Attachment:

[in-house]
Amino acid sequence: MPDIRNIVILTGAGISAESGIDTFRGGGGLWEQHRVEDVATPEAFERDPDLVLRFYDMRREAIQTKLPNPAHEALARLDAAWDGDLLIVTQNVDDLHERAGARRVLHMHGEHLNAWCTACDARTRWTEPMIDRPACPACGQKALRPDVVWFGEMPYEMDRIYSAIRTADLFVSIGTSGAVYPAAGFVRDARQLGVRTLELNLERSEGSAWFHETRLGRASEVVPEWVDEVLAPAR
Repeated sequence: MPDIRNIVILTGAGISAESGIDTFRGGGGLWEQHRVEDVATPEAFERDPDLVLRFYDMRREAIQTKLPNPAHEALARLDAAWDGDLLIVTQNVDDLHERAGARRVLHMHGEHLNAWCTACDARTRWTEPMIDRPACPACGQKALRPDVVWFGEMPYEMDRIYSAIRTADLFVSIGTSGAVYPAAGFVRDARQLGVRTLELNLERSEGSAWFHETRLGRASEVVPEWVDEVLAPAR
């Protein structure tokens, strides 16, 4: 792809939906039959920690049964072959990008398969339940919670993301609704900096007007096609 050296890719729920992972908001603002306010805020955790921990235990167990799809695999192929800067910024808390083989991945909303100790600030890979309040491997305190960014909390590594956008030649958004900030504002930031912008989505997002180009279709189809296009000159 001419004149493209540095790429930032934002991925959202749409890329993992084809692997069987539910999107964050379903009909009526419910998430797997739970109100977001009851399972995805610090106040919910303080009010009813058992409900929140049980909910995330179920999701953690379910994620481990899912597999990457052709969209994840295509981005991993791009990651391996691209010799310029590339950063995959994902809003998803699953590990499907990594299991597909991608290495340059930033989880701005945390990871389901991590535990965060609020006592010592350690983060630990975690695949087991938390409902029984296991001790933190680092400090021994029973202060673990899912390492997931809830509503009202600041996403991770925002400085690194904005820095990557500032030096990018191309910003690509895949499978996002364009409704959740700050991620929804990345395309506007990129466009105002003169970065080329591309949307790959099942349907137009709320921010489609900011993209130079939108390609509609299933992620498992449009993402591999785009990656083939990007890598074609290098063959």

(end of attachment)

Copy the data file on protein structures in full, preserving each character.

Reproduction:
[in-house]
Amino acid sequence: MPDIRNIVILTGAGISAESGIDTFRGGGGLWEQHRVEDVATPEAFERDPDLVLRFYDMRREAIQTKLPNPAHEALARLDAAWDGDLLIVTQNVDDLHERAGARRVLHMHGEHLNAWCTACDARTRWTEPMIDRPACPACGQKALRPDVVWFGEMPYEMDRIYSAIRTADLFVSIGTSGAVYPAAGFVRDARQLGVRTLELNLERSEGSAWFHETRLGRASEVVPEWVDEVLAPAR
Repeated sequence: MPDIRNIVILTGAGISAESGIDTFRGGGGLWEQHRVEDVATPEAFERDPDLVLRFYDMRREAIQTKLPNPAHEALARLDAAWDGDLLIVTQNVDDLHERAGARRVLHMHGEHLNAWCTACDARTRWTEPMIDRPACPACGQKALRPDVVWFGEMPYEMDRIYSAIRTADLFVSIGTSGAVYPAAGFVRDARQLGVRTLELNLERSEGSAWFHETRLGRASEVVPEWVDEVLAPAR
């Protein structure tokens, strides 16, 4: 792809939906039959920690049964072959990008398969339940919670993301609704900096007007096609 050296890719729920992972908001603002306010805020955790921990235990167990799809695999192929800067910024808390083989991945909303100790600030890979309040491997305190960014909390590594956008030649958004900030504002930031912008989505997002180009279709189809296009000159 001419004149493209540095790429930032934002991925959202749409890329993992084809692997069987539910999107964050379903009909009526419910998430797997739970109100977001009851399972995805610090106040919910303080009010009813058992409900929140049980909910995330179920999701953690379910994620481990899912597999990457052709969209994840295509981005991993791009990651391996691209010799310029590339950063995959994902809003998803699953590990499907990594299991597909991608290495340059930033989880701005945390990871389901991590535990965060609020006592010592350690983060630990975690695949087991938390409902029984296991001790933190680092400090021994029973202060673990899912390492997931809830509503009202600041996403991770925002400085690194904005820095990557500032030096990018191309910003690509895949499978996002364009409704959740700050991620929804990345395309506007990129466009105002003169970065080329591309949307790959099942349907137009709320921010489609900011993209130079939108390609509609299933992620498992449009993402591999785009990656083939990007890598074609290098063959």